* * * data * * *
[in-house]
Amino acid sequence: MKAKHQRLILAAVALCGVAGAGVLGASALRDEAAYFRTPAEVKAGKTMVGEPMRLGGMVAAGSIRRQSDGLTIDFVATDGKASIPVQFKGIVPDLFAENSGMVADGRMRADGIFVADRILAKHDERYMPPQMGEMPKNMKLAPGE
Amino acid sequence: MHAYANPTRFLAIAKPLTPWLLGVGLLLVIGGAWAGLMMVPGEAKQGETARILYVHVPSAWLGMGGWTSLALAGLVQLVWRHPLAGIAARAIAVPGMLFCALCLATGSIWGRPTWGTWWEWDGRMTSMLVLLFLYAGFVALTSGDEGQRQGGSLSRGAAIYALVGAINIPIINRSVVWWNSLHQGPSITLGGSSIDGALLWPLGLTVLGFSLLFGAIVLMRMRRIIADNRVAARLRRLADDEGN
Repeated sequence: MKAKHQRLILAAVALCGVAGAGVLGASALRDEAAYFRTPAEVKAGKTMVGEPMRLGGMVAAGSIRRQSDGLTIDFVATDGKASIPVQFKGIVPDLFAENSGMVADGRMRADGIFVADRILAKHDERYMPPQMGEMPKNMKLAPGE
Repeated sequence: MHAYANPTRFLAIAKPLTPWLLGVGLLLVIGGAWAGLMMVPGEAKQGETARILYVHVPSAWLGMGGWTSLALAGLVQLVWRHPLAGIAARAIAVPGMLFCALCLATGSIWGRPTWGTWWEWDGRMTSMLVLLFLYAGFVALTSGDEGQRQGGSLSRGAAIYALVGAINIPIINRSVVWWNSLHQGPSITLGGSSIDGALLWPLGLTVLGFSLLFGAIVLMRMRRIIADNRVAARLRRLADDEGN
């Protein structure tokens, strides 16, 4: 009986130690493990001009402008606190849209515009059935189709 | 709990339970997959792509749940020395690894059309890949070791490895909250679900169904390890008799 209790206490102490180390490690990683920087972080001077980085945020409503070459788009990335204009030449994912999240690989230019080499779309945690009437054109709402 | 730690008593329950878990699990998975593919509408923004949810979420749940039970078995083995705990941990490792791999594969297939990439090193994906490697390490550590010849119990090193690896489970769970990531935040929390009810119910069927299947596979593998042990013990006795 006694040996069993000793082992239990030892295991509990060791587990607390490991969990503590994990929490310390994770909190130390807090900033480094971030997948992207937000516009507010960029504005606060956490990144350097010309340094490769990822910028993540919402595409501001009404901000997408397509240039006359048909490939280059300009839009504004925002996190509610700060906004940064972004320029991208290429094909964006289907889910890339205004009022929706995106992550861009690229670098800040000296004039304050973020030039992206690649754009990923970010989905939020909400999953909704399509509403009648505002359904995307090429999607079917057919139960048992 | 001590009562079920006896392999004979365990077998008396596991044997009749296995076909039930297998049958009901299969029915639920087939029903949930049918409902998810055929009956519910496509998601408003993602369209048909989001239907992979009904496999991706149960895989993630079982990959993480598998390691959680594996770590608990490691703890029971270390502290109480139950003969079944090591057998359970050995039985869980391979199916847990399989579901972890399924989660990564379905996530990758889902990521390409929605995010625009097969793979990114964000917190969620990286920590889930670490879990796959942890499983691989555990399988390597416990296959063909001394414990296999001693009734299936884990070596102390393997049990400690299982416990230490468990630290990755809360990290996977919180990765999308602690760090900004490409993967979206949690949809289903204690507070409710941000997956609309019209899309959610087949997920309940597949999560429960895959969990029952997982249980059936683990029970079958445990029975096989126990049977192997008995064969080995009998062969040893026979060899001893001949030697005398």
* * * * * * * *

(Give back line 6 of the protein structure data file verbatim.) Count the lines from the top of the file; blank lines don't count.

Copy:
């Protein structure tokens, strides 16, 4: 009986130690493990001009402008606190849209515009059935189709 | 709990339970997959792509749940020395690894059309890949070791490895909250679900169904390890008799 209790206490102490180390490690990683920087972080001077980085945020409503070459788009990335204009030449994912999240690989230019080499779309945690009437054109709402 | 730690008593329950878990699990998975593919509408923004949810979420749940039970078995083995705990941990490792791999594969297939990439090193994906490697390490550590010849119990090193690896489970769970990531935040929390009810119910069927299947596979593998042990013990006795 006694040996069993000793082992239990030892295991509990060791587990607390490991969990503590994990929490310390994770909190130390807090900033480094971030997948992207937000516009507010960029504005606060956490990144350097010309340094490769990822910028993540919402595409501001009404901000997408397509240039006359048909490939280059300009839009504004925002996190509610700060906004940064972004320029991208290429094909964006289907889910890339205004009022929706995106992550861009690229670098800040000296004039304050973020030039992206690649754009990923970010989905939020909400999953909704399509509403009648505002359904995307090429999607079917057919139960048992 | 001590009562079920006896392999004979365990077998008396596991044997009749296995076909039930297998049958009901299969029915639920087939029903949930049918409902998810055929009956519910496509998601408003993602369209048909989001239907992979009904496999991706149960895989993630079982990959993480598998390691959680594996770590608990490691703890029971270390502290109480139950003969079944090591057998359970050995039985869980391979199916847990399989579901972890399924989660990564379905996530990758889902990521390409929605995010625009097969793979990114964000917190969620990286920590889930670490879990796959942890499983691989555990399988390597416990296959063909001394414990296999001693009734299936884990070596102390393997049990400690299982416990230490468990630290990755809360990290996977919180990765999308602690760090900004490409993967979206949690949809289903204690507070409710941000997956609309019209899309959610087949997920309940597949999560429960895959969990029952997982249980059936683990029970079958445990029975096989126990049977192997008995064969080995009998062969040893026979060899001893001949030697005398």